Ne fend ne fals man defoulen it in thi lyve.
Shal noon heraud ne harpour have a fairer garnement
Than Haukyn the Actif man, and thow do by my techyng,
Ne no mynstrall be moore worth amonges povere and riche
Than Haukyn wi[l] the wafrer, which is Activa Vita.'
'And I shal purveie thee paast,' quod Pacience, 'though no plough erye,
And flour to fede folk with as best be for the soule;
Though nevere greyn growed, ne grape upon vyne,
Alle that lyveth and loketh liflode wolde I fynde,
And that ynogh - shal noon faille of thyng that hem nedeth.

We sholde noght be to bisy abouten oure liflode
Ne soliciti sitis Volucres celi Deus pascit Pacientes vincunt
Thanne laughed Haukyn a litel, and lightly gan swerye,
'Whoso leveth yow, by Oure Lord, I leve noght he be blessed!'
'No?' quod Pacience paciently, and out of his poke hente
Vitailles of grete vertues for alle manere beestes,
And seide, ' Lo! here liflode ynogh, if oure bileve be trewe.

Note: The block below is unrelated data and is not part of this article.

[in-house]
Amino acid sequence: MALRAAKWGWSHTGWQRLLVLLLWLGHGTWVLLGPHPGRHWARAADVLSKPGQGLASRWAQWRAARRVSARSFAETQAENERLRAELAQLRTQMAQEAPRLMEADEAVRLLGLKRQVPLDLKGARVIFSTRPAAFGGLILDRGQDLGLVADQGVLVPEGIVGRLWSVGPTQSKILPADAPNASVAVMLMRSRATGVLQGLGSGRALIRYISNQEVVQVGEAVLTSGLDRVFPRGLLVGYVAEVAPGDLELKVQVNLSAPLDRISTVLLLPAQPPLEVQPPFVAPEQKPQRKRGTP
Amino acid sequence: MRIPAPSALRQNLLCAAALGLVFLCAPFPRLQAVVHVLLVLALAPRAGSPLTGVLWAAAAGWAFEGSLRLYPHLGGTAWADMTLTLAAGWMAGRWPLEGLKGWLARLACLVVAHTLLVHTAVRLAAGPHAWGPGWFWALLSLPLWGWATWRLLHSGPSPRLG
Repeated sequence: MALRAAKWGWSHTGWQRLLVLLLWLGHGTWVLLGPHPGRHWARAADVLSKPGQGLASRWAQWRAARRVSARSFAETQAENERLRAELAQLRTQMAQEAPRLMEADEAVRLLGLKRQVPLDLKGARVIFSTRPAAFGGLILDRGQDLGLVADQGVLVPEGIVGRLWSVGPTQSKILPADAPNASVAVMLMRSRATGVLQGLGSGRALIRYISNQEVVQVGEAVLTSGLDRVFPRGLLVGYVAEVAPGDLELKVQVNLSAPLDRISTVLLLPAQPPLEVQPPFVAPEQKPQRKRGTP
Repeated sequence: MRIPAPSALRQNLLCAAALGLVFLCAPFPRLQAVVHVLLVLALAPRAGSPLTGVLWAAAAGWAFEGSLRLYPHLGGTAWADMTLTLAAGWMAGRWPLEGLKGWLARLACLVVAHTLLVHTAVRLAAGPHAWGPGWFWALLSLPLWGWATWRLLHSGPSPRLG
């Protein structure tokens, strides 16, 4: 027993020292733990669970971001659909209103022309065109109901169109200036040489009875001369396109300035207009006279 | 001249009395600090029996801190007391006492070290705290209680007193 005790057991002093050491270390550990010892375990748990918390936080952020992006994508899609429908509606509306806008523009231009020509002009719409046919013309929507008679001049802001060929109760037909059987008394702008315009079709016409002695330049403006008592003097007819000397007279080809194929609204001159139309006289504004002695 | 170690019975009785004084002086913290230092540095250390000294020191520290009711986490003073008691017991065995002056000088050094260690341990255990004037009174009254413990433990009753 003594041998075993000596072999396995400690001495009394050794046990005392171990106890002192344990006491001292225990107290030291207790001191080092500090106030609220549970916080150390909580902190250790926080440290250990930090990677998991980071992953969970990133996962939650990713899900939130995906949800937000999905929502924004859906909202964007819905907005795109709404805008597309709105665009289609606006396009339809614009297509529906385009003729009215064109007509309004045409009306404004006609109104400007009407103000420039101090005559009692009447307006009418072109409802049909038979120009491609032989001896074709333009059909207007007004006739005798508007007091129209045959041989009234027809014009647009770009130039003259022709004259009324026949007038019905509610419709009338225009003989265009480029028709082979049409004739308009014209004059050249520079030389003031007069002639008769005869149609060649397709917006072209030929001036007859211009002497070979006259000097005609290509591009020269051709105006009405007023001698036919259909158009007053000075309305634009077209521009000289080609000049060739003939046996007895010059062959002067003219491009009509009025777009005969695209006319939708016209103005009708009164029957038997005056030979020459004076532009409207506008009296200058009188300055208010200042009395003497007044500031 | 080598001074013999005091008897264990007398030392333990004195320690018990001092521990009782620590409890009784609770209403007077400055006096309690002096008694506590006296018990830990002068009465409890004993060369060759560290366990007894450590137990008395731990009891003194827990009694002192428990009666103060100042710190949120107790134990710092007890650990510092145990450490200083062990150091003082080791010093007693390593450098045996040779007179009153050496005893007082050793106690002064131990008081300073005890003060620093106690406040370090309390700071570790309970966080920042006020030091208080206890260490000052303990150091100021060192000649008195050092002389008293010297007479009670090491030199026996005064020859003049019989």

For lent nevere was lif but liflode were shapen,
Wherof or wherfore or wherby to libbe.
' First the wilde worm under weet erthe,
Fissh to lyve in the flood, and in the fir the criket,

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Long Ago

De ol' time's gone, de new time's hyeah
Wid all hits fuss an' feddahs;
I done fu'got de joy an' cheah
We knowed all kin's o' weddahs,
I done fu'got each ol'-time hymn
We ust to sing in meetin';
I 's leahned de prah's, so neat an' trim,
De preachah keeps us 'peatin'.

Hang a vine by de chimney side,
An' one by de cabin do';
An' sing a song fu' de day dat died,
De day of long ergo.

My youf, hit's gone, yes, long ergo,
An' yit I ain't a-moanin';
Hit 's fu' somet'ings I ust to know
I set to-night a-honin'.
De pallet on de ol' plank flo',
De rain bar'l und' de eaves,
De live oak 'fo' de cabin do',